Eye cancer

When cells in or around the eye change and grow uncontrollably, the result is eye cancer — a general term for the many types of tumors that can develop. Each year, more than 2,700 people are diagnosed with some form of eye cancer.

What Is Eye Cancer?
Cancer is the result of a mutation that causes a buildup of extra cells in or around the eye. The extra cells can result in the formation of tumors, which may be malignant (cancerous) or benign (noncancerous). 

Eye cancer comes in four primary varieties:
  • Intraocular melanoma (also called melanoma of the eye or uveal melanoma) is the most common form of eye cancer in adults. It occurs when cells in the middle layer of the eye (called melanocytes) grow uncontrollably.
  • Intraocular lymphoma (also called lymphoma of the eye) is a non-Hodgkin lymphoma that originates in the cells of the eye.
  • Orbital and adnexal cancers are cancers that develop in the muscles, nerves and skin around the eyeball.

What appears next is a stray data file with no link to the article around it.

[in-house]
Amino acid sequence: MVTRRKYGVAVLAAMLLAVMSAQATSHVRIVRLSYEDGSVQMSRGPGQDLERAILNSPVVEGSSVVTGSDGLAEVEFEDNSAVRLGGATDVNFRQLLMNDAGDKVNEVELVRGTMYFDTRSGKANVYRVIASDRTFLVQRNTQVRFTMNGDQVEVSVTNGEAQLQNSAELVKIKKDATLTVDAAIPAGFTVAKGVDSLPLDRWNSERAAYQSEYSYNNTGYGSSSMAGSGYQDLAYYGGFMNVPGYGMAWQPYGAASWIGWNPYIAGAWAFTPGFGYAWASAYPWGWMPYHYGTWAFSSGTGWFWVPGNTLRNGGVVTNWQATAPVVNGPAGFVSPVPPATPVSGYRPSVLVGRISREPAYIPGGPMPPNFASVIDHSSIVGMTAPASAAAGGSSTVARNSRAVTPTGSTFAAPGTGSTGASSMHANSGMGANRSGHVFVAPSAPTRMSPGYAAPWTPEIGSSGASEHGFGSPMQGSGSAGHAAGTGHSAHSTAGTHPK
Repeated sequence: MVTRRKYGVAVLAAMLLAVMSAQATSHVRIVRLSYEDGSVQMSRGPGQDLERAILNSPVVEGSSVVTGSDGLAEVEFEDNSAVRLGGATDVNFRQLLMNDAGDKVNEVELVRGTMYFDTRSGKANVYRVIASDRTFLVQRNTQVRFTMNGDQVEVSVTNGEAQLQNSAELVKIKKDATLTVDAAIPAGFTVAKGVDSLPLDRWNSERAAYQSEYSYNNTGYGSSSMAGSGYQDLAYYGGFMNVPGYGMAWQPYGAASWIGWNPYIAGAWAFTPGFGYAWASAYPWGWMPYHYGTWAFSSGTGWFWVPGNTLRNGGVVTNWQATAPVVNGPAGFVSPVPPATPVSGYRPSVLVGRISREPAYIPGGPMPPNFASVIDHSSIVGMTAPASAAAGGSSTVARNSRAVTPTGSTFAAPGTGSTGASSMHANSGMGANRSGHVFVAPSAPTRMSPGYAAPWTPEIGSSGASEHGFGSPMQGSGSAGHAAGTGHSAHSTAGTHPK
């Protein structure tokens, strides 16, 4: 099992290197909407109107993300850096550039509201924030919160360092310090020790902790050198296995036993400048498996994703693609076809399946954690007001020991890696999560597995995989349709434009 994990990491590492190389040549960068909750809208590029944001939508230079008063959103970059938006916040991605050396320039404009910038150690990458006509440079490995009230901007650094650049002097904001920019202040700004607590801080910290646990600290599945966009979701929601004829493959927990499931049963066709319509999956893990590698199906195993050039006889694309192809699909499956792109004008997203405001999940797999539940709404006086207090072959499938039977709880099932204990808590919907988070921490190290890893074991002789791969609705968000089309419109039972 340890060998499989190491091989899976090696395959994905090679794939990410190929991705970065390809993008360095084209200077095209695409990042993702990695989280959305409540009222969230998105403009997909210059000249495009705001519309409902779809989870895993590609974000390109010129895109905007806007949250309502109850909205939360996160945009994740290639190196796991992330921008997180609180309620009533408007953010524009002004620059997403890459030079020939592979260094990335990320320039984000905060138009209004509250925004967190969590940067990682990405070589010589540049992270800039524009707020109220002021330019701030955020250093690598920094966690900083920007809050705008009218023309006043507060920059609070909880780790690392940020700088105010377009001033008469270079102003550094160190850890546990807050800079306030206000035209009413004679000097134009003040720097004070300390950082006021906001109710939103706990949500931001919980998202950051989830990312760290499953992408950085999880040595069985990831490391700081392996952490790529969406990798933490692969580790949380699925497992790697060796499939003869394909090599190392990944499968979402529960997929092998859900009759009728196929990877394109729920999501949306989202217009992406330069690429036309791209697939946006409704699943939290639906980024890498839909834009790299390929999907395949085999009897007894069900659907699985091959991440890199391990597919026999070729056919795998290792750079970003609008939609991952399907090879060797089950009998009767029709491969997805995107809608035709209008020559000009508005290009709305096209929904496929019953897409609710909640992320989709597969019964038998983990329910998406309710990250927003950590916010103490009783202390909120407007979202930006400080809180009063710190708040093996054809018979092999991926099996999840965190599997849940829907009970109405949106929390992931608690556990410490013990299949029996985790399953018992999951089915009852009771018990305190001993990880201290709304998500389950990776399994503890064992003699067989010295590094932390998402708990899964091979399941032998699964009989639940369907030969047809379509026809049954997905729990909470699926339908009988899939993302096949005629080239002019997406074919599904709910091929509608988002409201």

• Retinoblastoma is the most common eye cancer in children, originating in the retina, which is the light-sensitive tissue at the back of the eyeball.

How Can Houston Methodist Help
At Houston Methodist you will find the resources you need to screen for, diagnose and treat eye cancer with the most up-to-date technologies, the highest level of expertise and the most compassionate care.

Our continued commitment to research enables us to improve present and future cancer care. Learn more about our current cancer-related clinical trials.
Leading Eye Cancer Treatment

Our ocular specialists can treat the most severe form of eye cancer, using customized ocular discs. As one of only a few hospitals performing this advanced procedure, we successfully target and destroy eye tumors while preserving a patient’s vision — with virtually no chance of recurrence.

Patient Story - Darrell

A friend’s cataract surgery reminded Darrell that he needed an eye exam. His decision to have an eye exam was a wise one, because the retinal specialist in Alaska detected cancer and sent him to Houston Methodist to receive care for uveal melanoma, a rare eye cancer.  Darrell was fortunate to find the expertise he needed for his rare form of cancer at Houston Methodist.